Five major insurers quit industry net zero initiative
Three of Europe’s biggest insurers and large Japanese and Australian insurers have quit the Net-Zero Insurance Alliance as growing US political pressure and legal fears plunge the climate initiative into crisis.
Axa, the group’s former chair, Allianz, and Scor, as well as Japan’s Sompo Holdings, said on Thursday that they were leaving the NZIA, which is one part of Mark Carney’s umbrella group Glasgow Financial Alliance for Net Zero, created by the former Bank of England governor ahead of the UN climate summit held in Glasgow in 2021.
The Australian insurer QBE said on Friday it had also left the climate club, after joining in February 2022.
The departures bring the total number of large insurers which have left the NZIA to at least nine, severely curbing its collective power and posing a question over its future. Its website listed 22 members on Friday.
Gfanz and its members have come under attack from Republican politicians in the US, who are targeting collective climate action groups they perceive to be unfairly hitting the oil and gas industry.
On Friday, Gfanz said the “political attacks” were interfering with insurers’ “efforts to price climate risk, which will harm policyholders, main street investors and local economies”. It pledged to continue to support insurers’ efforts to develop transition plans.
Other than a high-profile departure from the US asset manager Vanguard in December, Gfanz’s asset management, banking and asset owner subgroups have mostly weathered the storm.
However, its insurance arm, the NZIA, has struggled to gain members outside of Europe and Asia. And, earlier this month, its members were sent a letter from US state attorneys-general raising “serious concerns” over whether the alliance complied with antitrust laws.
Munich Re, one of the world’s biggest reinsurers and a founding member of the NZIA, quit the group in late March. Its chief executive said he did not want to expose the group to “material antitrust risks”.
Zurich, an insurance group, and Hannover Re, another reinsurer, left in April. Reinsurer Swiss Re also left earlier this week.
“As the Net-Zero Insurance Alliance disintegrates before our eyes, we must ask why these huge companies with their hordes of lawyers did not see antitrust issues as a major obstacle when they founded the alliance. And we must wonder whether their ditching of the alliance has more to do with fears of losing business in the US than real legal jeopardy,” said Patrick McCully, senior analyst at the non-profit Reclaim Finance.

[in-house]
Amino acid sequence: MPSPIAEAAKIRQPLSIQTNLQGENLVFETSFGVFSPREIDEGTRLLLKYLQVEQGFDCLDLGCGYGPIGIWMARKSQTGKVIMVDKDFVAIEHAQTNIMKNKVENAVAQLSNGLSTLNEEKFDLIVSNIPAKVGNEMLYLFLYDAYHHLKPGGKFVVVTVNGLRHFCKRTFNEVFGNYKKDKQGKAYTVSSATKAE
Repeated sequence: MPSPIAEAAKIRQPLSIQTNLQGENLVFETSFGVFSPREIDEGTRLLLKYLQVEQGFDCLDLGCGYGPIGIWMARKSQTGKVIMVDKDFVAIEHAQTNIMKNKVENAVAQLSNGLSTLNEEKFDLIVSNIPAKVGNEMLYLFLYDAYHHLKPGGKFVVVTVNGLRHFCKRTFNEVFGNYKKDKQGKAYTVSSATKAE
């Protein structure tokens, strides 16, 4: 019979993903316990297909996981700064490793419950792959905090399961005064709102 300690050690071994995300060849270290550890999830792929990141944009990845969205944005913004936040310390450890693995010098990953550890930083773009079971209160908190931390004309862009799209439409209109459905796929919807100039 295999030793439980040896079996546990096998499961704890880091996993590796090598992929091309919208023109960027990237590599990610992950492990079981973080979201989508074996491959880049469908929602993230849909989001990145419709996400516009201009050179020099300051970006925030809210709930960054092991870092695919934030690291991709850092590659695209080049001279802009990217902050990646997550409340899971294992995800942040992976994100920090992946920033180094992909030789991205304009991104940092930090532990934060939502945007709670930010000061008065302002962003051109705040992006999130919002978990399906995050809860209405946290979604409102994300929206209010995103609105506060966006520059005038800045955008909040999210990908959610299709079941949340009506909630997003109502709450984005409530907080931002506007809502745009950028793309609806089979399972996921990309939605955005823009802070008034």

Two people briefed on the decisions by insurers to quit said they did not think that the initiative, which has considered competition issues from the start, would lose a legal fight, but feared the distraction it would cause. “This is a battle that insurers can spare themselves,” said one.
European governments have also privately expressed concerns that insurers in the NZIA could cause the cost of energy to rise if they collectively stopped underwriting fossil fuels, according to a person close to the leadership team at the Glasgow Financial Alliance for Net Zero.
“For national security [reasons] they are worried about keeping the lights on,” the person said.
France’s Axa said on Thursday that it would “continue its individual sustainability journey, as an insurer, an investor and a responsible company”.
Allianz said it remained “fully committed” to a parallel organisation for asset owners.
Reinsurer Scor’s departure was announced by its new chief executive at Thursday’s annual meeting, alongside a set of new climate pledges.
The Japanese insurer Sompo, which joined the alliance last June, said it would continue to pursue its climate goals “as vigorously” outside the group.
Insurers have come under increasing pressure from activist investors and campaigners in recent years to cut their coverage of the most polluting sectors.
The NZIA was one attempt to corral insurers around the goal of reducing the carbon footprint of their underwriting, but critics highlighted the lack of US members and the fact that a ban on insuring coal was not a condition of joining.
The challenges faced by the NZIA demonstrate the need for greater intervention by governments, argued Peter Bosshard, co-ordinator of the Insure our Future advocacy group: “If the insurers can no longer act collectively, this is a strong reason for regulation.”
Lloyd’s of London, the City’s speciality insurance market, which was subject to yet another protest by climate activists at its annual meeting on Thursday, said it remained an NZIA member. It later added that it was reviewing the letter sent by US state attorneys-general and noted that it was “for the individual businesses that operate in the Lloyd’s market to make their own business and strategy decisions”.
The United Nations Environment Programme Finance Initiative, which convenes the NZIA, did not immediately respond to a request for comment on the latest departures, but has previously noted that it is “a voluntary initiative”.
Where climate change meets business, markets and politics. Explore the FT’s coverage here.
Are you curious about the FT’s environmental sustainability commitments? Find out more about our science-based targets here